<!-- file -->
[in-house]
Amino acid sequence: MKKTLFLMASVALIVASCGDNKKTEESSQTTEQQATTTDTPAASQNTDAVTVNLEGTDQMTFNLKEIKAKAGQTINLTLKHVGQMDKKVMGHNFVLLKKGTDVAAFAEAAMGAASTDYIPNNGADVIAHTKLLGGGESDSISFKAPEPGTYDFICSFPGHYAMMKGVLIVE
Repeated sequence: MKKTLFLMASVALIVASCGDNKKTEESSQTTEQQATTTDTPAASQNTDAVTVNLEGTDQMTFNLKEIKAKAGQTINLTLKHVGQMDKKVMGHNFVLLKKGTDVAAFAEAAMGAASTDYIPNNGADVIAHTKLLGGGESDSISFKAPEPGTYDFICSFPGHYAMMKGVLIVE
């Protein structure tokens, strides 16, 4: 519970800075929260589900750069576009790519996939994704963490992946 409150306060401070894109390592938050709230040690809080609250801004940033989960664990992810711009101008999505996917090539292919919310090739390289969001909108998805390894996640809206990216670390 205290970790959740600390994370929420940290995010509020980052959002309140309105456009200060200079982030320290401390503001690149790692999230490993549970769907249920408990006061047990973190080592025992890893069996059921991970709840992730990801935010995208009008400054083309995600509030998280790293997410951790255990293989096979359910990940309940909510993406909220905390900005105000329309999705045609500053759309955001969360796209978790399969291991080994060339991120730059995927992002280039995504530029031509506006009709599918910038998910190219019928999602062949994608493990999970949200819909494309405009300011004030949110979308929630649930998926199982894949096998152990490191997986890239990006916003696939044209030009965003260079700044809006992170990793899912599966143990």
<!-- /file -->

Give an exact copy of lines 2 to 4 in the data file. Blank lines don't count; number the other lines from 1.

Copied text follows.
Amino acid sequence: MKKTLFLMASVALIVASCGDNKKTEESSQTTEQQATTTDTPAASQNTDAVTVNLEGTDQMTFNLKEIKAKAGQTINLTLKHVGQMDKKVMGHNFVLLKKGTDVAAFAEAAMGAASTDYIPNNGADVIAHTKLLGGGESDSISFKAPEPGTYDFICSFPGHYAMMKGVLIVE
Repeated sequence: MKKTLFLMASVALIVASCGDNKKTEESSQTTEQQATTTDTPAASQNTDAVTVNLEGTDQMTFNLKEIKAKAGQTINLTLKHVGQMDKKVMGHNFVLLKKGTDVAAFAEAAMGAASTDYIPNNGADVIAHTKLLGGGESDSISFKAPEPGTYDFICSFPGHYAMMKGVLIVE
């Protein structure tokens, strides 16, 4: 519970800075929260589900750069576009790519996939994704963490992946 409150306060401070894109390592938050709230040690809080609250801004940033989960664990992810711009101008999505996917090539292919919310090739390289969001909108998805390894996640809206990216670390 205290970790959740600390994370929420940290995010509020980052959002309140309105456009200060200079982030320290401390503001690149790692999230490993549970769907249920408990006061047990973190080592025992890893069996059921991970709840992730990801935010995208009008400054083309995600509030998280790293997410951790255990293989096979359910990940309940909510993406909220905390900005105000329309999705045609500053759309955001969360796209978790399969291991080994060339991120730059995927992002280039995504530029031509506006009709599918910038998910190219019928999602062949994608493990999970949200819909494309405009300011004030949110979308929630649930998926199982894949096998152990490191997986890239990006916003696939044209030009965003260079700044809006992170990793899912599966143990």